Movies today are not the events they once were. With the quick release of movies on DVD/Blu Ray, and the home theater experience becoming larger and larger, movies are no longer a “must see” in the theaters for a lot of people. The internet gives us much more information about movies then we have ever had. Some people are even happy with watching bootleg copies of movies while they are still in theaters, despite their usually sub par quality. I've been guilty of it a time or two myself, but I try not to do that. I prefer seeing movies on the big screen, something home theater really can't duplicate.
Which brings me to the last, and best, great experience I've had seeing a movie in the theaters.
The year was 1983, I was in my third year of High School. Everyone was waiting for the release of “Return Of The Jedi”, the third, and at the time, final “Star Wars” movie. We knew little about the movie, aside from the fact that we knew there was another Death Star. Anticipation was of course, extremely high for the movie. Being the hardcore “Star Wars” fan that I am, it had been what I was looking forward to more than anything.
May 25th, 1983, a Wednesday. The day we were all waiting for had finally arrived. The line at the theater I was at was so long, I can't even estimate its length. I was attending the movie with a friend and his sister, with the intention of seeing the movie at every scheduled showing, which we did. We brought a bag of food and drinks, and chatted with other fans while waiting on line. I made a conservative guess that at least 60-70% of my school cut class that day to see the movie.
I was dressed in a Darth Vader costume my friend had made. Many small children came up to me with their parents, wanting to meet Lord Vader. They shook my hand, I took pictures with a few of them, even scared one kid a bit when he said to me “You killed Ben!” I took two steps towards him and he ran back to his mother as she chuckled a bit. I was even briefly interviewed by a local radio station covering the premiere. Standing on line for a movie had never been so much fun.
We were finally let into the theater, and approximately 20 mins later, the lights went down, and the movie began. Oddly enough, this is not the moment it became the greatest movie experience of my life. The crowd applauded when the 20th Century Fox logo came on screen, and at various other times during the movie. The movie was great, and I couldn't wait to see it again. Luckily, I didn't have to wait too long. We sat through two more showings of the movie, and finally came to the last showing of the day. A few other friends had shown up and joined me and my friend for the movie. This is where it gets awesome.
The lights went down, and the applause started. Applause followed the Fox logo, then after “A Long Time Ago In A Galaxy Far, Far Away”. The applause erupted when the “Star Wars” logo appeared on the screen. Every major character received applause on their initial appearance. When Luke first gets his lightsaber at the Pit Of Carkoon, everyone went crazy. You could just feel the excitement in the theater, the applause, the laughter, the reactions to things happening in the movie. It was like we were reunited with old friends, rather than just watching a movie.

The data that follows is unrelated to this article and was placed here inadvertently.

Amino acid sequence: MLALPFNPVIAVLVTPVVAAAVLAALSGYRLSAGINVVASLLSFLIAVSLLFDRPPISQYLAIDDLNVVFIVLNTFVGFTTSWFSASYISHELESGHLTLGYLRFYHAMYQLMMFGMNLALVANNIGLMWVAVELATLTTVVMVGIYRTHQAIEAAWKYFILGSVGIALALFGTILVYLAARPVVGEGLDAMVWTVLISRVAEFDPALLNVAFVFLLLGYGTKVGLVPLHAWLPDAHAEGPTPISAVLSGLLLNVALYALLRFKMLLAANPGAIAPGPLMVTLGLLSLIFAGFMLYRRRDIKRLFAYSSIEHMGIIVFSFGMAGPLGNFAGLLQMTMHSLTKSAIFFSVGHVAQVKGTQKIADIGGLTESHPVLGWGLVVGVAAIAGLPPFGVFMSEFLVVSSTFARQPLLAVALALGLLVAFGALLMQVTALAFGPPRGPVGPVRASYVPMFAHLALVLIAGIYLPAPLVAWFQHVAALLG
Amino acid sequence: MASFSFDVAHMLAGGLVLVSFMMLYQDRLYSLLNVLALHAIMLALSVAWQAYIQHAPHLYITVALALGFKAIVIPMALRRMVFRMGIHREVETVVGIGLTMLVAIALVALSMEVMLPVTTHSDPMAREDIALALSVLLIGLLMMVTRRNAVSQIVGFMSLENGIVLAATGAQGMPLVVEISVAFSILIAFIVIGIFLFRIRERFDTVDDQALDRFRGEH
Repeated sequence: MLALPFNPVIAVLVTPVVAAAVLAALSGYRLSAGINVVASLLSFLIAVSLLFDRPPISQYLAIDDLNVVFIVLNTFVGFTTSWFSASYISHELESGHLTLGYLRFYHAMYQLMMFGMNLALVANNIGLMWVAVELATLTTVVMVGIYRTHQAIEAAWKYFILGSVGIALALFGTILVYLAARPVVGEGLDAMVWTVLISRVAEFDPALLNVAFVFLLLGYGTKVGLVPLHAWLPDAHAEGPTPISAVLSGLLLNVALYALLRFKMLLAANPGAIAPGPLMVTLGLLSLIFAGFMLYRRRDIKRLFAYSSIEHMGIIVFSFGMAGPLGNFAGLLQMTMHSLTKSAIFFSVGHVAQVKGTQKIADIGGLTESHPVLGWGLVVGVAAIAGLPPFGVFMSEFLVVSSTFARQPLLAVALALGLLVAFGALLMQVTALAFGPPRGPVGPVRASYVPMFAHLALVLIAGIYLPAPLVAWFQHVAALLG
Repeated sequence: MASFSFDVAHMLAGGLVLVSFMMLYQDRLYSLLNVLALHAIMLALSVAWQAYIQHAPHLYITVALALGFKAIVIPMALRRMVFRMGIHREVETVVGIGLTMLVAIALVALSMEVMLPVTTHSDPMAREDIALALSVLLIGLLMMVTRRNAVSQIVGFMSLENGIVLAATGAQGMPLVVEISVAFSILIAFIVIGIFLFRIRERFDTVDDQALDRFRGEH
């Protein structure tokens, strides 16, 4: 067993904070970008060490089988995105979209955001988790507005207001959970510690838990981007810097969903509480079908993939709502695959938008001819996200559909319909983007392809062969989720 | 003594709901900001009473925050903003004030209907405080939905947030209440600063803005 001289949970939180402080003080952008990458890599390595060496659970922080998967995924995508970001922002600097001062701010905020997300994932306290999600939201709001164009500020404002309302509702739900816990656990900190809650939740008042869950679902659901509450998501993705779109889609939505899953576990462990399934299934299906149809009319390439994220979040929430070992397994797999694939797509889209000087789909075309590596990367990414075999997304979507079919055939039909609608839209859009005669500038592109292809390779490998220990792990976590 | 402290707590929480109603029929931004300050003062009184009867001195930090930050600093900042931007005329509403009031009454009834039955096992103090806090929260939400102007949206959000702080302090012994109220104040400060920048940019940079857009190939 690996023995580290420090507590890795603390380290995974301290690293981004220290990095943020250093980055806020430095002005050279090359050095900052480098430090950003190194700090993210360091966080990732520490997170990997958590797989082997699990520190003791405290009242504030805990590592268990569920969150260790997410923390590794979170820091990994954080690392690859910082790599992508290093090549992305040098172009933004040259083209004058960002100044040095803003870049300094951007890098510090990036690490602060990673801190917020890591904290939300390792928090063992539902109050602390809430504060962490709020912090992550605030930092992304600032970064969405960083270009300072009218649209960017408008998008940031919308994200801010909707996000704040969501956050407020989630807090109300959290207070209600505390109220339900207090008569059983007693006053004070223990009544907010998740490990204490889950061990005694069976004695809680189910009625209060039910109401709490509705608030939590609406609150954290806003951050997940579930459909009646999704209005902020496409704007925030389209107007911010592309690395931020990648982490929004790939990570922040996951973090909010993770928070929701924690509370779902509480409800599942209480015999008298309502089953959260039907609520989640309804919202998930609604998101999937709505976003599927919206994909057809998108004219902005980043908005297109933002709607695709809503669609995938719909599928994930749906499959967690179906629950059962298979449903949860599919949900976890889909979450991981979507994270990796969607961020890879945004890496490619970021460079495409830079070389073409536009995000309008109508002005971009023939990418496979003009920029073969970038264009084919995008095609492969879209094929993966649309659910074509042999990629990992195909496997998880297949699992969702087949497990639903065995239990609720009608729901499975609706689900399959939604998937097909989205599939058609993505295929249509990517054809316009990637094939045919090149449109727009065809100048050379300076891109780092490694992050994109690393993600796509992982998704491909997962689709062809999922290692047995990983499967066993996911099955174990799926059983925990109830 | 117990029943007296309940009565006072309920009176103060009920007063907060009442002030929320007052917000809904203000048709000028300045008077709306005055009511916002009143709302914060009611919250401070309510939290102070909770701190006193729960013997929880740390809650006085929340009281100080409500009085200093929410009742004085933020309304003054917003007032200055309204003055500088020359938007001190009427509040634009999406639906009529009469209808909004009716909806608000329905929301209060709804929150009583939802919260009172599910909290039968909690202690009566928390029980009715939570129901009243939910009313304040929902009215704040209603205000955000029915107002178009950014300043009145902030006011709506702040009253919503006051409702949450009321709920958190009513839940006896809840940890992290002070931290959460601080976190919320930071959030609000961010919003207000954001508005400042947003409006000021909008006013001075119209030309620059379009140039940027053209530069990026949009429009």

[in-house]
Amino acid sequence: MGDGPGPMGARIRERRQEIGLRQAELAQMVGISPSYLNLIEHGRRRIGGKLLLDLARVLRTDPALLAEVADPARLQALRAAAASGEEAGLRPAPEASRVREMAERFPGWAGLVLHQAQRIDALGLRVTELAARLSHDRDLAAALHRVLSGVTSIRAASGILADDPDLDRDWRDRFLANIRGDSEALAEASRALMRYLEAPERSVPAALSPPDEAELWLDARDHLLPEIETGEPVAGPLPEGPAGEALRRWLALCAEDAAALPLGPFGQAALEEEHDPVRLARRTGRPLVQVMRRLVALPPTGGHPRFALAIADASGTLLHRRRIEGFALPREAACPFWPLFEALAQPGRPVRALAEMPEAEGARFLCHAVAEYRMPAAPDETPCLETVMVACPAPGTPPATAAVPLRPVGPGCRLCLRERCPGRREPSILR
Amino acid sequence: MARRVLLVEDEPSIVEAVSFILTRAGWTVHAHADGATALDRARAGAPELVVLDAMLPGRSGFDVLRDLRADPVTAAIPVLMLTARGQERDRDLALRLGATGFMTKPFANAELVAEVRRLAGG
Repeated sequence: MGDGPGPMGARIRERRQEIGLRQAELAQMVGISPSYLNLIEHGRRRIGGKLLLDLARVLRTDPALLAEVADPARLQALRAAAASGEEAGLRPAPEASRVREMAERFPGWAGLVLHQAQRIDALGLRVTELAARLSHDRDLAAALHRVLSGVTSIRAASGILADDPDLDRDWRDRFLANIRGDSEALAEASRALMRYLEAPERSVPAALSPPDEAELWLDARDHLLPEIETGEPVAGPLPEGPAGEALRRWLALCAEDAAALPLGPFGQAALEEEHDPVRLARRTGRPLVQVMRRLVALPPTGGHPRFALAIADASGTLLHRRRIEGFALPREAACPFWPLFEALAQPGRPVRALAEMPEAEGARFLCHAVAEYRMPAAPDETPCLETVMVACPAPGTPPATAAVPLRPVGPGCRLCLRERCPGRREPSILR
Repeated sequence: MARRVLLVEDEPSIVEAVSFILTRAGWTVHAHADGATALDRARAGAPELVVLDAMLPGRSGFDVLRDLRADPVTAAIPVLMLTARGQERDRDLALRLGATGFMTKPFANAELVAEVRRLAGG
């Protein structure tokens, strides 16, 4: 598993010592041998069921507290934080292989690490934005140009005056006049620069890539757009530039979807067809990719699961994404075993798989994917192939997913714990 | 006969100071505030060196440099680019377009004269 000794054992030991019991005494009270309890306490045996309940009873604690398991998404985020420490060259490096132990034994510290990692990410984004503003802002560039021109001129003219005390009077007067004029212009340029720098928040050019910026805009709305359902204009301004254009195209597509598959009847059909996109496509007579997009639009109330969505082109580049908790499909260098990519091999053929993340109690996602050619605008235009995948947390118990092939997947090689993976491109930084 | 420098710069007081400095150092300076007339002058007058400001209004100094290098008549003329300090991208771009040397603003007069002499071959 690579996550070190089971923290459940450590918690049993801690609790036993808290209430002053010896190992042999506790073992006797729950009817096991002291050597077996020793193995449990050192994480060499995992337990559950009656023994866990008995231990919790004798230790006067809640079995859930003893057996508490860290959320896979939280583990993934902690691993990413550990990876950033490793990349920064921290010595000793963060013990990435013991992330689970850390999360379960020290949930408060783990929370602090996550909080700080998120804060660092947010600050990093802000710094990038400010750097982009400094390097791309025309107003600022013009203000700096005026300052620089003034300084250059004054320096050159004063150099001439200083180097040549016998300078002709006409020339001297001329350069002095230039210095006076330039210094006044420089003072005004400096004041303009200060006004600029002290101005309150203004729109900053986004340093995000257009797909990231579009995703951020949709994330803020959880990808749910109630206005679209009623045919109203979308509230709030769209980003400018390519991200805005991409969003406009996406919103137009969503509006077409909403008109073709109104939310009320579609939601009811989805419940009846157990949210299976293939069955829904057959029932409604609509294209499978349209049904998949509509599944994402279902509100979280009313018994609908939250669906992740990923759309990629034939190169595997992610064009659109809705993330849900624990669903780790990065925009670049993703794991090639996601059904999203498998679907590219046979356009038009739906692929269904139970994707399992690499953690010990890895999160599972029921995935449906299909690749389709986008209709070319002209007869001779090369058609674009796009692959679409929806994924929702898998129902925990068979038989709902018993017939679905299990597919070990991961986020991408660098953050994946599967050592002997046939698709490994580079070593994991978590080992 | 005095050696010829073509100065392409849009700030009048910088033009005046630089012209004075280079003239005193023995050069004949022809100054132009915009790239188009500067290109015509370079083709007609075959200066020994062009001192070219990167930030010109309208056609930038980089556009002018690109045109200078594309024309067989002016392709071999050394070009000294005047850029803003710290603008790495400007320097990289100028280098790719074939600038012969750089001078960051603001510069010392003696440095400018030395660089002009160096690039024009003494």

Then we come to the final battle between Luke and Vader.
When their lightsabers first clash, applause. When Luke cut off Vader's hand, louder applause. When the Emperor was hitting Luke with his lightning, you could hear the crowd grumbling with tension. I've never been so glued to my seat and fixated on the screen ever before, and everyone else was reacting the same way. Then the moment came, Vader, looking back and forth between Luke and the Emperor. The rumbling of the crowd increased with each change of Vader's gaze. Luke's cries of “Father please....help me” only increased the tension. Then, Vader turns and grabs the Emperor.
The applause were so loud, it actually drowned out the movie...that's right, the applause of the audience drowned out the sound of the movie. People were jumping out of their seats. It was a moment unlike any other I had ever experienced watching a movie. The applause finally calmed, but not for long. The destruction of the Death Star caused more, and when the credits rolled, the applause was almost as loud as earlier.
The air of excitement that day has never, even been duplicated for me. Even when “Star Wars Episode I:The Phantom Menace” came out, after a 16 year gap in Star Wars films, it was not as exciting as that day in 1983. It gave the movie a special place in my heart, than can never be replaced or duplicated. Is it my favorite “Star Wars” movie? No, but the experience of seeing it was something very special, something that sadly, I don't think people will ever get to experience. I feel very fortunate to have had that experience. It's something I won't ever forget, and something I am more than happy to share with others, as I have told the story many, many times since then. I never get tired of telling it either.
Movies are still my favorite form of entertainment, and the first “Star Wars” trilogy are still my favorite 3 movies of all time. But the magic of that day in 1983, is something that has sadly disappeared from the movie going experience. Sure, people still applaud at movies, but it just isn't the same.
May 25th, 1983. A day I will never, ever forget....The greatest movie experience of my life.